CHRISTINE FOJAS Engages
Trill & Mordent by Luisa A. Igloria
(WordTech Editions, 2005)
A Life of Connections, A Library of Enchantment:
Reading Luisa A. Igloria’s Trill & Mordent During a Pandemic
Luisa A. Igloria’s Trill & Mordent (WordTech Communications, 2005) covers a range of forms, and a musical scale from the heights of joy to the depths of our human fears. Is it that I am reading this now? Both joy and fear accompany us in these days of a global pandemic, and when we turn to poetry, even poetry that is set in different contexts—as these poems were written in the wake of 9/11—our pattern-seeking brains make connections. Both as writers and readers, we are building a life of poetry.
I was drawn to Igloria’s “Armor,” which is truer now than it has ever been. Our coping mechanisms, including poetry, but also the masks and gloves that now become part of our everyday armor help us to face this broken world, “as if, encased in breastplates//and outer garments hinged at elbow and knee,/the quailing heart might stand more firmly yoked//to the shadow of its own inevitable death,/which simply means the fear of losing all//it loves—Bread in the morning…” It is so very human of us to turn to baking as another coping mechanism, to reaffirm life.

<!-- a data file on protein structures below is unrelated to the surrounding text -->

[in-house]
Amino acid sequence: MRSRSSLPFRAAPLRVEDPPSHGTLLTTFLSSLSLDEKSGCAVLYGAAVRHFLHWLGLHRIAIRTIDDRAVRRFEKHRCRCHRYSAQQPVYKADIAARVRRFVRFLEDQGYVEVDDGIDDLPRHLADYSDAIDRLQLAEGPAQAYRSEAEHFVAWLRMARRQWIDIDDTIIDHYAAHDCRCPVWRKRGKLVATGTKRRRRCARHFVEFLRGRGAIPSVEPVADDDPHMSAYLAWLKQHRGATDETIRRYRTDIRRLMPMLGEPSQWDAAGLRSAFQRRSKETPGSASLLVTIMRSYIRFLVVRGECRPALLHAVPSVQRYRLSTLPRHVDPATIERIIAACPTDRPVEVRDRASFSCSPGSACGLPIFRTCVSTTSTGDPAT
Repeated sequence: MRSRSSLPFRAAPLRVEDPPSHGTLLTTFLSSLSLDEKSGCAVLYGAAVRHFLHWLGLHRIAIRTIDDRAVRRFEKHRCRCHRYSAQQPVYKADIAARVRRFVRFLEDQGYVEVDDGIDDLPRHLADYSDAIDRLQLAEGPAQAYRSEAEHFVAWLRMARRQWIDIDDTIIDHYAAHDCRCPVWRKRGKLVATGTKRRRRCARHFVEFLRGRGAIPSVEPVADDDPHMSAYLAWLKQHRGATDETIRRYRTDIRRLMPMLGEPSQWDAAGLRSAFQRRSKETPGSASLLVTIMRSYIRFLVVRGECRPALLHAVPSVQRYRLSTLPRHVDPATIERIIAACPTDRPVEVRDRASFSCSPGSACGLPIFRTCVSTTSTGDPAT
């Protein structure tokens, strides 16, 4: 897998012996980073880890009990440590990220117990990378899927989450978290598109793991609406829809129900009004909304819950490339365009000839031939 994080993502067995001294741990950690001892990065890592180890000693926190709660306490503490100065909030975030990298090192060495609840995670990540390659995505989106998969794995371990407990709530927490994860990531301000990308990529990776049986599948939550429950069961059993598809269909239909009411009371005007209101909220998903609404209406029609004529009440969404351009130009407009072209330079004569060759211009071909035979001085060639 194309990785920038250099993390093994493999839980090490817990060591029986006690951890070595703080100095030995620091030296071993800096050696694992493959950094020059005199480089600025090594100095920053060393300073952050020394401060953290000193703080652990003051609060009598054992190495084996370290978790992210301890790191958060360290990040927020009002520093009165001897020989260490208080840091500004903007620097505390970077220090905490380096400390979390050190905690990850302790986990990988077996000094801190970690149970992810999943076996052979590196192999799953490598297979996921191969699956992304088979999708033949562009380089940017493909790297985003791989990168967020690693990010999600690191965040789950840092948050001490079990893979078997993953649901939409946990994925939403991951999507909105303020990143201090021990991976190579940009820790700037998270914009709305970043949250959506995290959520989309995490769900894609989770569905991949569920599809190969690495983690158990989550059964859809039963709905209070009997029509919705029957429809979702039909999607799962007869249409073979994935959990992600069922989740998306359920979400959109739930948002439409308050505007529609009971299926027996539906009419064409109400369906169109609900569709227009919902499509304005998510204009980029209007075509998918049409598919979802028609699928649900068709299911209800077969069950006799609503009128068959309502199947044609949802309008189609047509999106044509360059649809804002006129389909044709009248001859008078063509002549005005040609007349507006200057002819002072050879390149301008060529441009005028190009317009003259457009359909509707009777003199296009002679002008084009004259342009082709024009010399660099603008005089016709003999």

And the title poem, “Trill and Mordent” sings of our inherent vulnerability to chaos. “Now the news every day is filled with how little/it takes to ignite the blunt wick of fear.” What role does dissonance play in our lives? When something sounds wrong, maybe that’s a sign that we need to pay closer attention.
Pay close attention, too, to beauty with the full knowledge that it will disappear. “If the Poem Were Glass,” Igloria uses the metaphor of the wine, transformed and transformative, and leaving behind it a momentary warmth, like a sunset. And even after we return to the sober status quo, “the careful hand rinses the glass and returns it to/the paneled cabinet, where other fragile vessels/rest in attention—aware of how the slightest motion/could set the whole transparent shelf to ringing.” The role of poetry in the world is illuminated by these lines.
While poetry can only attend to the beauty of passing stars and branches “before their waning,” and while poetry stands “against the silence/which holds what cannot unburden its heart/completely to language,” still it can be a glass through which we can view the world distilled and transformed. And the more poems we have resting in attention in our cabinets, the more we can re-enchant our daily life.
The poetry in this collection traverses through fairy tale and history, both personal and collective. Although the joys are leavened with grief, always there is enchantment.
Christine Fojas is a Filipino-Canadian settler-immigrant to the unceded Coast Salish territory and is currently working as a library technician at Douglas College. She is a regular contributor to Marias at Sampaguitas online magazine, and can be found on Twitter @chrisfojas.
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